TL;DR If you notice yourself using split -> unsplit / rbind on two object to match items up, maybe you should be using dplyr::join_ instead. Read below for concrete examples.
Motivation I have had a lot of calculations lately that involve some sort of normalization or scaling a group of related values, each group by a different factor.
Lets setup an example where we will have 1e5 values in 10 groups, each group of values being normalized by their own value.
TL;DR If you use the docopt package to create command line R executables that take options, there is something to know about numeric command line options: they should have as.double before using them in your script.
Setup Lets set up a new docopt string, that includes both string and numeric arguments.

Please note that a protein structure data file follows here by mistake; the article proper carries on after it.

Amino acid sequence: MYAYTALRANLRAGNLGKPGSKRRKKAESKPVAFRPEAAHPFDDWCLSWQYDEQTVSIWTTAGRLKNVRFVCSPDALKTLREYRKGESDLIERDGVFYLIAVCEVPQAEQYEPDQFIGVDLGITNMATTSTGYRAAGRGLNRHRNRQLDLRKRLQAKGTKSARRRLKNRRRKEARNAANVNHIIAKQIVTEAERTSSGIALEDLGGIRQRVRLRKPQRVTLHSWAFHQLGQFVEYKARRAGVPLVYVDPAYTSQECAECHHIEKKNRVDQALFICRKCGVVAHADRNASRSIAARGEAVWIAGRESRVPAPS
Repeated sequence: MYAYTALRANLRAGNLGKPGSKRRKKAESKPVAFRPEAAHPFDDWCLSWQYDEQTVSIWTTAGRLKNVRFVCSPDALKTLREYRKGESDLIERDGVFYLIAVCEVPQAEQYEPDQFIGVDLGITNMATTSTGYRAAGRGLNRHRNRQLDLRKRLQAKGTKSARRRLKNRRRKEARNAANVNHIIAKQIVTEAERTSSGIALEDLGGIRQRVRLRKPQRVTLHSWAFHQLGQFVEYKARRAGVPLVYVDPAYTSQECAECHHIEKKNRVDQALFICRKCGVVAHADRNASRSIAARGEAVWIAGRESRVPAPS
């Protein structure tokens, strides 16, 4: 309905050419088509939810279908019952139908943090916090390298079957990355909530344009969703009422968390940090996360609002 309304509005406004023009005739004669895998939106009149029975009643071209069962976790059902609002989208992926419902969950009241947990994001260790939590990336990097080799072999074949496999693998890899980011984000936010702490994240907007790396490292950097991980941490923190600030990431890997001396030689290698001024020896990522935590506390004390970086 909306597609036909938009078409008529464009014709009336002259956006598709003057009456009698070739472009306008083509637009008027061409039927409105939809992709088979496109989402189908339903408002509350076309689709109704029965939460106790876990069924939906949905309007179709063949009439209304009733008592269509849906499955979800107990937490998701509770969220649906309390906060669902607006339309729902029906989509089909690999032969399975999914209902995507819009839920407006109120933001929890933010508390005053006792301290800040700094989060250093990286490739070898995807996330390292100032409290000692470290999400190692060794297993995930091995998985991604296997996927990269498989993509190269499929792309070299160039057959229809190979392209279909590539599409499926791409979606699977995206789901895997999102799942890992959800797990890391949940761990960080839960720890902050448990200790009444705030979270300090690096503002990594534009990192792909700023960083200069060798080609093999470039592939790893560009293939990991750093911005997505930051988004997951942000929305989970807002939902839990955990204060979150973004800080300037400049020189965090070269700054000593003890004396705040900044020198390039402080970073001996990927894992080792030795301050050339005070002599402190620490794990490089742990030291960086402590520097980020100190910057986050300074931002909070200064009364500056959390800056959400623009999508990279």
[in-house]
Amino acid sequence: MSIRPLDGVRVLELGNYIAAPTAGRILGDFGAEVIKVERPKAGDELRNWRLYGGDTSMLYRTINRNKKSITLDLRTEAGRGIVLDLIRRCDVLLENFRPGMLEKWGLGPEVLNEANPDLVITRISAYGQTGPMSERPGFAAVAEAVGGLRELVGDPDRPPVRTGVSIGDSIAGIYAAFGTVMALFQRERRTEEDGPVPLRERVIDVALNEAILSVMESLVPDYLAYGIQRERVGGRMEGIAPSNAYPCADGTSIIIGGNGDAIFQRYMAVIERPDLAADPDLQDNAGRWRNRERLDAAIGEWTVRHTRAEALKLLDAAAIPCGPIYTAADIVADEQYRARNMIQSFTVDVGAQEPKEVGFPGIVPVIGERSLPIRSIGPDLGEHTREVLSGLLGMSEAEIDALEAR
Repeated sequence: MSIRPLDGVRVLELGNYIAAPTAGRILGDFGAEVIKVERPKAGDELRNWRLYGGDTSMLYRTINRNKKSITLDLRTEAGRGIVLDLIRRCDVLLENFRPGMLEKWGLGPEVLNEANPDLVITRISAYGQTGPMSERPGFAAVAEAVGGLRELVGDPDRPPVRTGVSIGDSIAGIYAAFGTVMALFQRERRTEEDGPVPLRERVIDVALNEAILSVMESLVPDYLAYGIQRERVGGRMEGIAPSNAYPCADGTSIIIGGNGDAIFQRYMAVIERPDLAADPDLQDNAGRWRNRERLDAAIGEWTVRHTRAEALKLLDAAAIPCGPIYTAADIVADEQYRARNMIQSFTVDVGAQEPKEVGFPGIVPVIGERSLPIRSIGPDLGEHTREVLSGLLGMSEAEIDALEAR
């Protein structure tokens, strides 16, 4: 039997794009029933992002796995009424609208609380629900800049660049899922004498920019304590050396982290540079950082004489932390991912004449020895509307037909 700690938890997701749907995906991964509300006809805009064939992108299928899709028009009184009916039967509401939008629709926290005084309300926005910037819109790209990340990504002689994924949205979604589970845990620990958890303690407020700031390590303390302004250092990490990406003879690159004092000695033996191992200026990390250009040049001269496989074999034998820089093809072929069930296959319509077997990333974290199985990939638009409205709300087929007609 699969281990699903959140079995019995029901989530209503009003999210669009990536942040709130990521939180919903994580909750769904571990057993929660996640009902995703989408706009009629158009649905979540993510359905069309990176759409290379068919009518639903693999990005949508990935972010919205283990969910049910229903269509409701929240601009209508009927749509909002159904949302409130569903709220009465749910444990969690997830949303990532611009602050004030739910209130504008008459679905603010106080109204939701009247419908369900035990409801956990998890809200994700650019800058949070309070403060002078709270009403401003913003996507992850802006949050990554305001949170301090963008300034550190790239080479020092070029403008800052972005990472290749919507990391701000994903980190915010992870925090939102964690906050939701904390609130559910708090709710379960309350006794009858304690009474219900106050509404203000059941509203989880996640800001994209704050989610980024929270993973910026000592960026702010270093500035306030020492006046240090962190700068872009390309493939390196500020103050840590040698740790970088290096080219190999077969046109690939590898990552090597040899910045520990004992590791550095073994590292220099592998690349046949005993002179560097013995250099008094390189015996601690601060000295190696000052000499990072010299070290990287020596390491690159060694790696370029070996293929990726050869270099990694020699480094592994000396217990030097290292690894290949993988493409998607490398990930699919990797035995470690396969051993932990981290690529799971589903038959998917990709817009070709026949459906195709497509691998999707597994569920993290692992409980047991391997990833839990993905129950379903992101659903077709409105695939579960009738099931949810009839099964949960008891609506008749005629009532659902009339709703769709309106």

" Usage: test_numeric.R [–string=<string_value>] [–numeric=<numeric_value>] test_numeric.R (-h | –help) test_numeric.R Description: Testing how values are passed using docopt.
TL;DR Instead of writing an analysis as a single or set of R scripts, use a package and include the analysis as a vignette of the package. Read below for the why, the how is in the next post.
Analyses and Reports As data science or statistical researchers, we tend to do a lot of analyses, whether for our own research or as part of a collaboration, or even for supervisors depending on where we work.
Following from my last post, I am going to go step by step through the process I use to generate an analysis as a package vignette. This will be an analysis of the tweets from the 2012 and 2014 ISMB conference (thanks to Neil and Stephen for compiling the data).
I will link to individual commits so that you can see how things change as we go along.
Setup Initialization To start, we will initialize the package.